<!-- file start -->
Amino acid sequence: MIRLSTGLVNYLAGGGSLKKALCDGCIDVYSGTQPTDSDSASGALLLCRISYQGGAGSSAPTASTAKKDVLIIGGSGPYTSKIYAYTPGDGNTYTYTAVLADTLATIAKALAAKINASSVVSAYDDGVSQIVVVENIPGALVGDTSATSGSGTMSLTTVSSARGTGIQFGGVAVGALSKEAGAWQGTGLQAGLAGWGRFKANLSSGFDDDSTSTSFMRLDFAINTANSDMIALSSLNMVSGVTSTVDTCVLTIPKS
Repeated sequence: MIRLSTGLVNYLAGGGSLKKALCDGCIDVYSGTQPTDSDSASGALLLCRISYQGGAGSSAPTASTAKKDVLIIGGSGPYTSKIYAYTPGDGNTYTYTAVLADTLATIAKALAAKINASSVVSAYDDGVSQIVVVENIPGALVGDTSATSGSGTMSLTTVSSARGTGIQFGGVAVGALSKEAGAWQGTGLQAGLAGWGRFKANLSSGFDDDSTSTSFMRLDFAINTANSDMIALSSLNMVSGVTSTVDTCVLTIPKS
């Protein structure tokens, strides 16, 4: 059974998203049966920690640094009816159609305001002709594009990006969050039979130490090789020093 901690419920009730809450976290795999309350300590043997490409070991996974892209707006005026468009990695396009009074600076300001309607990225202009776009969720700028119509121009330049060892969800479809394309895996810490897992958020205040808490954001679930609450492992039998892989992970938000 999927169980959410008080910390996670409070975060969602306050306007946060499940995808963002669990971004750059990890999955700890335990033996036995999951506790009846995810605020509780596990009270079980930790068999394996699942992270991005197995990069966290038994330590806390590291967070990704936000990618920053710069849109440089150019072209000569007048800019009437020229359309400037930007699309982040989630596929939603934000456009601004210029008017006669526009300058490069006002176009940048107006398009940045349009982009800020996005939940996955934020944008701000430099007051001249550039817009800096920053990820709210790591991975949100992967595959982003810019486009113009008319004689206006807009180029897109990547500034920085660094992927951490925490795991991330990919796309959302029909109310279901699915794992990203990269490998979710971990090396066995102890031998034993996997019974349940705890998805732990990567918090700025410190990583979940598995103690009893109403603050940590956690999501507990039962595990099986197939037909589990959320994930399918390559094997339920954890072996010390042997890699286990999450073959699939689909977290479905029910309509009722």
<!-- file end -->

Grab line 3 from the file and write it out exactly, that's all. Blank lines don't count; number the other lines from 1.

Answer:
């Protein structure tokens, strides 16, 4: 059974998203049966920690640094009816159609305001002709594009990006969050039979130490090789020093 901690419920009730809450976290795999309350300590043997490409070991996974892209707006005026468009990695396009009074600076300001309607990225202009776009969720700028119509121009330049060892969800479809394309895996810490897992958020205040808490954001679930609450492992039998892989992970938000 999927169980959410008080910390996670409070975060969602306050306007946060499940995808963002669990971004750059990890999955700890335990033996036995999951506790009846995810605020509780596990009270079980930790068999394996699942992270991005197995990069966290038994330590806390590291967070990704936000990618920053710069849109440089150019072209000569007048800019009437020229359309400037930007699309982040989630596929939603934000456009601004210029008017006669526009300058490069006002176009940048107006398009940045349009982009800020996005939940996955934020944008701000430099007051001249550039817009800096920053990820709210790591991975949100992967595959982003810019486009113009008319004689206006807009180029897109990547500034920085660094992927951490925490795991991330990919796309959302029909109310279901699915794992990203990269490998979710971990090396066995102890031998034993996997019974349940705890998805732990990567918090700025410190990583979940598995103690009893109403603050940590956690999501507990039962595990099986197939037909589990959320994930399918390559094997339920954890072996010390042997890699286990999450073959699939689909977290479905029910309509009722």